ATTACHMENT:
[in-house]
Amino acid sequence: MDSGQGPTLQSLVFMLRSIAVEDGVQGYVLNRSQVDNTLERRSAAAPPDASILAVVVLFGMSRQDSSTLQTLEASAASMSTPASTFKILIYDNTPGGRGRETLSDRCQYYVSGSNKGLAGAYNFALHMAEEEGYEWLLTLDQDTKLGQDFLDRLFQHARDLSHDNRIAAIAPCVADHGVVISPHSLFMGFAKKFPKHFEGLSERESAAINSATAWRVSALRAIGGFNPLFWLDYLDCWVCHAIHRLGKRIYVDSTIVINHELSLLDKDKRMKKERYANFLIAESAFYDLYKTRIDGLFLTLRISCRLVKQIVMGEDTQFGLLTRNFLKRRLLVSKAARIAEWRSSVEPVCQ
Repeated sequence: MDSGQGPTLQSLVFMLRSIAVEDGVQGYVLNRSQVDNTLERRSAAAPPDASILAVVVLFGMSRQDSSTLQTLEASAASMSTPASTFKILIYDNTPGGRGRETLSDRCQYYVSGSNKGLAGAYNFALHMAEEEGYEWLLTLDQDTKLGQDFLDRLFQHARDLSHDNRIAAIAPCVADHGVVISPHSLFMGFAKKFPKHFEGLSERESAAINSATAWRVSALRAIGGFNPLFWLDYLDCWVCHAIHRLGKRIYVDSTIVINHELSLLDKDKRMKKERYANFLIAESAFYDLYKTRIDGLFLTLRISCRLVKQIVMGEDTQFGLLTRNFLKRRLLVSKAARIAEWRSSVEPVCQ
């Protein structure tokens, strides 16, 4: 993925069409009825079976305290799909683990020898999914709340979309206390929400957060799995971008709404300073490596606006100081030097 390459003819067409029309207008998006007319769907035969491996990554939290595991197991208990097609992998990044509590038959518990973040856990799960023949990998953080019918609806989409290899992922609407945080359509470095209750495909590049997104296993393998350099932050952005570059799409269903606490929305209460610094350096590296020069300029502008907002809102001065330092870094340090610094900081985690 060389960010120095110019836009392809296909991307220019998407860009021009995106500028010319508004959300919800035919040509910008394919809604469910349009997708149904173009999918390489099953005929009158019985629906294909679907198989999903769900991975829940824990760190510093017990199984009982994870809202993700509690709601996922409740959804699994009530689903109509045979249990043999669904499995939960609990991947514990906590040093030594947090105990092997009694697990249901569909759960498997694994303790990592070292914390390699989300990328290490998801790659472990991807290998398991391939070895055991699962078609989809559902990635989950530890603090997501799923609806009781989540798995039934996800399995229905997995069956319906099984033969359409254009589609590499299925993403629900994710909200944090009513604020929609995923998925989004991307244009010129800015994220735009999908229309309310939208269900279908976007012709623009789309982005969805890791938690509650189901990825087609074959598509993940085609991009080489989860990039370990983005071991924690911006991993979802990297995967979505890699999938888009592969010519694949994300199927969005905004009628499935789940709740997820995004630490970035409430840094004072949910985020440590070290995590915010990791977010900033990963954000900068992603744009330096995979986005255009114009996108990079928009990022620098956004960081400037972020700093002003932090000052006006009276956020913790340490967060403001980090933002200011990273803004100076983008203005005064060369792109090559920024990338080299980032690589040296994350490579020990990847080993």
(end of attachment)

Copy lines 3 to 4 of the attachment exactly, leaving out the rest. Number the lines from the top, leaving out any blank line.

Repeated sequence: MDSGQGPTLQSLVFMLRSIAVEDGVQGYVLNRSQVDNTLERRSAAAPPDASILAVVVLFGMSRQDSSTLQTLEASAASMSTPASTFKILIYDNTPGGRGRETLSDRCQYYVSGSNKGLAGAYNFALHMAEEEGYEWLLTLDQDTKLGQDFLDRLFQHARDLSHDNRIAAIAPCVADHGVVISPHSLFMGFAKKFPKHFEGLSERESAAINSATAWRVSALRAIGGFNPLFWLDYLDCWVCHAIHRLGKRIYVDSTIVINHELSLLDKDKRMKKERYANFLIAESAFYDLYKTRIDGLFLTLRISCRLVKQIVMGEDTQFGLLTRNFLKRRLLVSKAARIAEWRSSVEPVCQ
């Protein structure tokens, strides 16, 4: 993925069409009825079976305290799909683990020898999914709340979309206390929400957060799995971008709404300073490596606006100081030097 390459003819067409029309207008998006007319769907035969491996990554939290595991197991208990097609992998990044509590038959518990973040856990799960023949990998953080019918609806989409290899992922609407945080359509470095209750495909590049997104296993393998350099932050952005570059799409269903606490929305209460610094350096590296020069300029502008907002809102001065330092870094340090610094900081985690 060389960010120095110019836009392809296909991307220019998407860009021009995106500028010319508004959300919800035919040509910008394919809604469910349009997708149904173009999918390489099953005929009158019985629906294909679907198989999903769900991975829940824990760190510093017990199984009982994870809202993700509690709601996922409740959804699994009530689903109509045979249990043999669904499995939960609990991947514990906590040093030594947090105990092997009694697990249901569909759960498997694994303790990592070292914390390699989300990328290490998801790659472990991807290998398991391939070895055991699962078609989809559902990635989950530890603090997501799923609806009781989540798995039934996800399995229905997995069956319906099984033969359409254009589609590499299925993403629900994710909200944090009513604020929609995923998925989004991307244009010129800015994220735009999908229309309310939208269900279908976007012709623009789309982005969805890791938690509650189901990825087609074959598509993940085609991009080489989860990039370990983005071991924690911006991993979802990297995967979505890699999938888009592969010519694949994300199927969005905004009628499935789940709740997820995004630490970035409430840094004072949910985020440590070290995590915010990791977010900033990963954000900068992603744009330096995979986005255009114009996108990079928009990022620098956004960081400037972020700093002003932090000052006006009276956020913790340490967060403001980090933002200011990273803004100076983008203005005064060369792109090559920024990338080299980032690589040296994350490579020990990847080993």